“Why Big City Stores are Really Closing: Revealing the Root Causes”

Major chains like Nordstrom, Walmart, Whole Foods, Starbucks, and CVS have recently closed stores in major cities across the US, raising concerns about the future of retail in prominent downtowns and business districts. Several factors are pushing chains out of city centers, including a glut of stores, online shopping, high rents, crime and safety concerns, and difficulty hiring workers. To reinvent downtown retail, drastic changes may be required.

One possible solution is to create denser neighborhoods with a broader mix of affordable housing, experiential retail, restaurants, entertainment, parks, and other amenities. However, this won’t happen overnight. “Once these cities become true urban neighborhoods, then you will find retailing start to come back in different ways and forms,” said Terry Shook, a founding partner at consulting firm Shook Kelly. How policymakers remake their downtowns – with retail as a crucial attraction – will be crucial to cities’ fiscal health and regional economies.

While policymakers have pointed to crime as a chief reason for store closures, citing videos of brazen shoplifting incidents, the impact of shoplifting may have been overstated in some cases. The closures aren’t solely due to crime rates – several trends have converged to put these stores at risk. Perhaps most significant is the glut of stores in America. From 1995 to 2021, more stores closed every year than opened, a trend dubbed the “retail apocalypse” by Morgan Stanley.

Remote work has also affected the shopping behavior of people living in major cities. Between 2019 and 2021, the number of people working from home tripled from around 9 million people to 27.6 million people, which reduced the number of people shopping downtown. Retailers responded to the shift by moving from more expensive cities like San Francisco and New York to cheaper Sun Belt cities like Phoenix and Houston. Online shopping also continues to pressure retail stores, which have seen a 53% increase in retail shrink since 2019, according to the National Retail Federation’s annual survey.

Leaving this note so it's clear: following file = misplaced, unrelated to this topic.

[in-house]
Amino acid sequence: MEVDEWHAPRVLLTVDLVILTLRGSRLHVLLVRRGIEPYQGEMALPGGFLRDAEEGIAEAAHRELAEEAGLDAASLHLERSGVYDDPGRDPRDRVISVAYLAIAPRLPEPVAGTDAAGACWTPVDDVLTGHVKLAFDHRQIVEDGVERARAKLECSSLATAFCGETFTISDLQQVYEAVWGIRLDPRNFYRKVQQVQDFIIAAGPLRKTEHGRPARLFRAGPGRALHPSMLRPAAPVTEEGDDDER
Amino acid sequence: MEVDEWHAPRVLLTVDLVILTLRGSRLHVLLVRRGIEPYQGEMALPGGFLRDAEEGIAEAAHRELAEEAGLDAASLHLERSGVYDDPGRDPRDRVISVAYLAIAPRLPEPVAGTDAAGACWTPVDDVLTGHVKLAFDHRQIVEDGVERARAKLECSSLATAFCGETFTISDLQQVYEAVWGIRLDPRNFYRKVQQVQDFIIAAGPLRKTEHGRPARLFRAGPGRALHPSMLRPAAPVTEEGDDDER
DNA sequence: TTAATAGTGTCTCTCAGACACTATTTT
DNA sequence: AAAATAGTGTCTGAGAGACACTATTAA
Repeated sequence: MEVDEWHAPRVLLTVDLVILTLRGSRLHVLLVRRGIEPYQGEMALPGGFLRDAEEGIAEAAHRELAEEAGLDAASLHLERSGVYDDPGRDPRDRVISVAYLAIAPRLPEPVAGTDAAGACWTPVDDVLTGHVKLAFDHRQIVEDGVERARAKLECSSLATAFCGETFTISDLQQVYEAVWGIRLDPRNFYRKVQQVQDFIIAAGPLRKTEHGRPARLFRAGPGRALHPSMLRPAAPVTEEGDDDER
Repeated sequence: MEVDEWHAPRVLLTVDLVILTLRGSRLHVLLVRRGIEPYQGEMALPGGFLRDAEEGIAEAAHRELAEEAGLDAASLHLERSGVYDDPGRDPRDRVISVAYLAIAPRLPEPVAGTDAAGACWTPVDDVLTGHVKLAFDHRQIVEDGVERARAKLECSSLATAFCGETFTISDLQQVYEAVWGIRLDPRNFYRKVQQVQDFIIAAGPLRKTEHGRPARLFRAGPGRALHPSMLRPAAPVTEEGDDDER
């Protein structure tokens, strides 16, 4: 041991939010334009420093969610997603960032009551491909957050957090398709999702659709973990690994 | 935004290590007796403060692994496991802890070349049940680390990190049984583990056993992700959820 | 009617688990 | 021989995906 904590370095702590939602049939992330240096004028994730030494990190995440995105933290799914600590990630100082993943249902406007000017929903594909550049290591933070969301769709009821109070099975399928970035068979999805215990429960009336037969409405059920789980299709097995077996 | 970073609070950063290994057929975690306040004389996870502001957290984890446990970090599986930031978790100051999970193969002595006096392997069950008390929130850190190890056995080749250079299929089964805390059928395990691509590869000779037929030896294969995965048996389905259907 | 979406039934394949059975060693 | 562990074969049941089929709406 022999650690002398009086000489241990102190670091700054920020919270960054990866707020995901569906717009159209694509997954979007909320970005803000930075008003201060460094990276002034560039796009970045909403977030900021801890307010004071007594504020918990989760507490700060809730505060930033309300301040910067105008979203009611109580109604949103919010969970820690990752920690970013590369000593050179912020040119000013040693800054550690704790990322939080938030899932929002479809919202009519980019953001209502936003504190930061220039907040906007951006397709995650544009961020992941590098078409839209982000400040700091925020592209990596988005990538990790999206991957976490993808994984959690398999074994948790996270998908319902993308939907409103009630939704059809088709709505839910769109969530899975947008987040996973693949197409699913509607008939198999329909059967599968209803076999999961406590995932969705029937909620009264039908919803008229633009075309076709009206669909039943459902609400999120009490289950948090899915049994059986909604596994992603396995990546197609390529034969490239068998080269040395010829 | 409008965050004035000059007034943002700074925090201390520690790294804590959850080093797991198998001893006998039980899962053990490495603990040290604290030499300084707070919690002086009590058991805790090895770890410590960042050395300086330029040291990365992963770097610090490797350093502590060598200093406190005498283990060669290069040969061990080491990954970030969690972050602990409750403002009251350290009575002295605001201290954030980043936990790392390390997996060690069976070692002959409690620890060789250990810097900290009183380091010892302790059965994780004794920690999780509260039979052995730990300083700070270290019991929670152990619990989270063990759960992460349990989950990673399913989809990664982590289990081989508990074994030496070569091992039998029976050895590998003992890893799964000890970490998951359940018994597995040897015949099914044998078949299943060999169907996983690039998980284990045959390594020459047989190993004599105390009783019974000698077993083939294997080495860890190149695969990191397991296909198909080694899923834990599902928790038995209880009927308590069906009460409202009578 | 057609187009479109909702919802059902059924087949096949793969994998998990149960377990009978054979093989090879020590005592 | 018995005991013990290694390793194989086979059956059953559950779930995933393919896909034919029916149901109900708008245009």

To address the exodus of retail chains from cities, policymakers need to rethink downtown design and focus on the vitality of the streets and the people who inhabit them. Streets can be blocked to cars on weekends and filled with street fairs, food festivals, live music, art exhibits, and other events to draw foot traffic downtown. Cities can also encourage landlords to offer more flexible leases to allow for pop-up stores and seasonal retailers. Additionally, zoning laws need to be updated to allow for the redevelopment of vacant office buildings and commercial real estate into affordable housing.

In conclusion, a vibrant downtown, filled with housing and street life, can deliver strong retail conditions. It is time policymakers rethink downtowns and find more innovative ways to attract retailers and visitors. Only then will we see a revival of retail in major US cities.

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